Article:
I recently joined Chris Presley in an episode of Cloudscape Podcast to share announcements about the latest products and updates that from the 2018 AWS re:Invent conference. Some of the highlights of our discussion included Aurora, Transit Gateway and Timestream and the updates made to DynamoDB and Lambda. We also discussed drone hardware, satellites and text extraction.
The theme of machine learning seemed to run through a lot of the talk at re:Invent. There were a lot of announcements in the field of machine learning technologies and anything AI-related.
I decided to choose what I think are some of the coolest AWS announcements. So, in this blog post, I am going to go over a few details regarding the following announcements:
- AWS Outposts
- AWS DeepRacer
- AWS Satellites
- Machine Learning Services
AWS Outposts was one of the announcements. We don’t have a whole lot of details on how it works yet, but basically, you will be able to run AWS on-prem, which is really cool. You will receive hardware that you can rack yourself and you will administer that hardware from your AWS console transparently.
This comes in two flavors: 1) VMware Cloud on AWS Outposts allows you to use the same VMware control plane and APIs you use to run your infrastructure, and 2) AWS native variant of AWS Outposts allows you to use the same exact APIs and control plane you use to run in the AWS cloud, but on-premises.
AWS will ship out the hardware (you can order single servers, quarter, half or full racks) and it will be up to the customers to follow instructions and physically install the hardware in your co-lo.
I think it’s really cool to actually be able to manage your own hardware, AWS style. It is kind of weird, however, that it contradicts the whole “move to the cloud” movement. This perspective is kind of different, but there are some customers who need this approach, perhaps to adhere to their legal policies or maybe just because they are not ready to move to the cloud.
This looks like a very good intermediate approach to start moving to the cloud or maybe just giving customers the feel for the cloud on-prem.
AWS DeepRacer looked really appealing, like a really cool Christmas toy. It’s a rover: a remote control (toy) car packed with sensors.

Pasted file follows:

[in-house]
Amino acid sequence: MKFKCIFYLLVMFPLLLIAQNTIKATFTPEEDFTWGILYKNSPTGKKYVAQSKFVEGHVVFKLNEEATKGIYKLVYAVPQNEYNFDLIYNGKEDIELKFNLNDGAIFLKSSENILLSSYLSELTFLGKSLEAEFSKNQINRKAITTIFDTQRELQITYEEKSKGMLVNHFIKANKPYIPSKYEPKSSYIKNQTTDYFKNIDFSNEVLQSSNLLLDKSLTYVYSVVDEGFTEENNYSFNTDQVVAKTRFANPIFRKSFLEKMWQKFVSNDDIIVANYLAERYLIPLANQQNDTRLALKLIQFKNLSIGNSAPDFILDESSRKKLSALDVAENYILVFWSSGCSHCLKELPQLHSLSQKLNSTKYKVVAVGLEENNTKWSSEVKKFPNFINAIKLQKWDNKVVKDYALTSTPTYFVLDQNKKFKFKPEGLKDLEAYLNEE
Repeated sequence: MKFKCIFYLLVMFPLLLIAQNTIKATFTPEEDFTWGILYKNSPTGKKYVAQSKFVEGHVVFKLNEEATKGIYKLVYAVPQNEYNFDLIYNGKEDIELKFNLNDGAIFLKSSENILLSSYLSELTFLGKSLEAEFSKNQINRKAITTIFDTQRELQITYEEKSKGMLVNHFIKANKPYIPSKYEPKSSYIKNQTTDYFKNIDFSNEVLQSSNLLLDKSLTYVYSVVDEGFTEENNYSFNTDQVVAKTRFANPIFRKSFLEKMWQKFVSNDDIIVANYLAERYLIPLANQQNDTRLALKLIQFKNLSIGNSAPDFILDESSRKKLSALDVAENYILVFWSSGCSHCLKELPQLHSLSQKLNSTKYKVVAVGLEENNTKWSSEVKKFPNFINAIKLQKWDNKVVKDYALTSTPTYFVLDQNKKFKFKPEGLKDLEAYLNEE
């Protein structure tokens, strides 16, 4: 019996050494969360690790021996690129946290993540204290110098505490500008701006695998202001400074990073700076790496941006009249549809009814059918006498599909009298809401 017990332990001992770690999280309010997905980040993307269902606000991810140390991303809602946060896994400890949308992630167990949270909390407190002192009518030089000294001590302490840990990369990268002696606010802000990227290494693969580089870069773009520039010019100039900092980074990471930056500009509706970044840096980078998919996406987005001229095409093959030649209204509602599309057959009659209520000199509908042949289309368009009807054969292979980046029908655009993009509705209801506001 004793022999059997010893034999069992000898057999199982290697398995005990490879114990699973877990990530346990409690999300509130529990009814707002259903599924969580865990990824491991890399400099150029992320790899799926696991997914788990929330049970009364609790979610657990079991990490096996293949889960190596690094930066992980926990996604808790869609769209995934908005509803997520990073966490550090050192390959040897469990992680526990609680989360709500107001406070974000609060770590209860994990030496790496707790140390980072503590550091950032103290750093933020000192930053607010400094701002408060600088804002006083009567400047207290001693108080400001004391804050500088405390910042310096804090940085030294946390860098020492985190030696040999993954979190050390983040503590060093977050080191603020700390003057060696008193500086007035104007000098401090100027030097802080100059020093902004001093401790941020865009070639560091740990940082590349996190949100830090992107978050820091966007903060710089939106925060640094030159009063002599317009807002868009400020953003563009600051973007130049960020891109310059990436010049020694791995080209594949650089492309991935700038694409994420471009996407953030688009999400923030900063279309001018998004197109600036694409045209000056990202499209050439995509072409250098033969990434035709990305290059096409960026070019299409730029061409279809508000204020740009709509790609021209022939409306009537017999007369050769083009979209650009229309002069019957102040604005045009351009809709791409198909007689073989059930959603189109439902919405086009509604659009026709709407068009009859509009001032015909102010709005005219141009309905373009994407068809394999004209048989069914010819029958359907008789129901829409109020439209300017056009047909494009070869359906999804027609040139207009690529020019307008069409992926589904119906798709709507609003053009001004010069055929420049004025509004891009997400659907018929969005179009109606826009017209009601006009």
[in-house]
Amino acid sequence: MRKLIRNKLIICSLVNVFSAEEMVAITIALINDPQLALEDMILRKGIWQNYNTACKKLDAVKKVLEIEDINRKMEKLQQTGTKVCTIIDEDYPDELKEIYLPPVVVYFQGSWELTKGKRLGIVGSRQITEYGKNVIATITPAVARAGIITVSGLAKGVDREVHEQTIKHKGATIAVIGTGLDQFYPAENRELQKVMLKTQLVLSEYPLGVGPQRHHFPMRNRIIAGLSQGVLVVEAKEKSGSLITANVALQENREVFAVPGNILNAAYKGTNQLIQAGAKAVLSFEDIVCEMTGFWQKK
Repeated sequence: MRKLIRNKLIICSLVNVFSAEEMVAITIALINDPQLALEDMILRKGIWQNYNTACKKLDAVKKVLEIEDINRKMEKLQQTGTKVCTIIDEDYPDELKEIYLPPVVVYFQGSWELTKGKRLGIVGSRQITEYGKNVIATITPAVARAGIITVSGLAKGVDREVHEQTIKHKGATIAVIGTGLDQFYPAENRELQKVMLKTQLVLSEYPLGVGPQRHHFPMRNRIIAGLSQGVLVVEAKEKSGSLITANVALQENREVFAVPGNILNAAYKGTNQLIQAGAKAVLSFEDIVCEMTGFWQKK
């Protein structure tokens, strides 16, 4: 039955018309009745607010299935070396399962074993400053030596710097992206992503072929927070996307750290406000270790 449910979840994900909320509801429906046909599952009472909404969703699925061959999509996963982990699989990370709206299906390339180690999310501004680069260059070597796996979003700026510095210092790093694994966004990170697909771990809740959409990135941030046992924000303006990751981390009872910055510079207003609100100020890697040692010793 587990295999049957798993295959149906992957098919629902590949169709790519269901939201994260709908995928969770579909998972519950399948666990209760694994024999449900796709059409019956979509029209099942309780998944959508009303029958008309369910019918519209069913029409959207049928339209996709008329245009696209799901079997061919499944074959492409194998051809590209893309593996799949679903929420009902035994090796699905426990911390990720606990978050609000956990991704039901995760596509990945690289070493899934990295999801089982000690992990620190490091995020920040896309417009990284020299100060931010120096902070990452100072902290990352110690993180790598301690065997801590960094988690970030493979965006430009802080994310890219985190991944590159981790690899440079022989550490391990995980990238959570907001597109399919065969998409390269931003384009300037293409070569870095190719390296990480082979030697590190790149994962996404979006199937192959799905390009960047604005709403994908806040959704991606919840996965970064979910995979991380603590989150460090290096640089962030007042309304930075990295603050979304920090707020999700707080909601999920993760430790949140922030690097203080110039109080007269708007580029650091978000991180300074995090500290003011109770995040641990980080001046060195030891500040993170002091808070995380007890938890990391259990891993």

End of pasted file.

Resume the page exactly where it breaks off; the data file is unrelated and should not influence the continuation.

The idea is to collect data with the rover and push it to the machine learning services online in AWS. The predictions from the machine learning pipeline can be used for multiple use cases, one of which could be to drive the rover itself. I’m expecting to see a lot of open source code development around these and see people start building some really fancy projects.
It runs on the robotic open source (ROS) toolkit which has been around for a while, so anyone who plays around with these kinds of toys is going to be familiar with them. I am sure we’re going to see this used in school projects and university projects where students are going to learn how machine learning works. Definitely a good play there by AWS.
People might think that AWS Satellites is a little extravagant. However, space launch is becoming cheaper every day. We see it with the success of SpaceX and the reduction of costs to place satellites into orbit. It’s only a matter of time until more companies, not only large ones, are able to send their own satellites into space to create their own data networks. This AWS service is “ground-control” as a service. It would still be too expensive to own your ground control installation, so having this as a service to connect to that mesh of satellites out there and manage it is really cool.
AWS already has some customers using this service: big names in aerospace and defence industries are already customers. I could see this being democratized in the next two years to smaller companies that will invest in their own satellite networks of data.
Machine Learning Services announcements
AWS announced new tools and updates to existing ones, such as SageMaker. We also have new services such as Ground Truth RL, which is reinforcement learning. We have a marketplace for all the machine learning tools and we’re seeing not only specific services but also an ecosystem starting to emerge around the AWS machine learning services. We can see that AWS is tackling the ML-Ops issue.
In the machine learning space, data scientists always have weird sources for their data and it’s not always curated nicely. Sometimes the data comes as dirty as having to scan sheets of paper. Amazon Text Extract is meant for this very reason: it is a very advanced OCR (Optical Character Recognition).
That’s a kind of building block to start playing around with machine learning. You’re going to need a lot of original data and this is a way for you to create that source data that you will input into your machine learning algorithms.
We also have machine learning insights for QuickSight. That’s kind of an outlier detection approach. It’s a service that tracks our latest trends to find out outliers in data and forecast future results. Use cases are to identify business drivers, summarize data in simple ways, make nice presentations and show those transient outliers. There’s a preview of Insights right now for Amazon QuickSight. This simplifies a whole lot the analysis and interpretation of data.
Hear the full conversation which included discussions on many more topics such as AWS Security Hub updates, Transit Gateway, Control Tower. Be sure to subscribe to the podcast to be notified when a new episode has been released.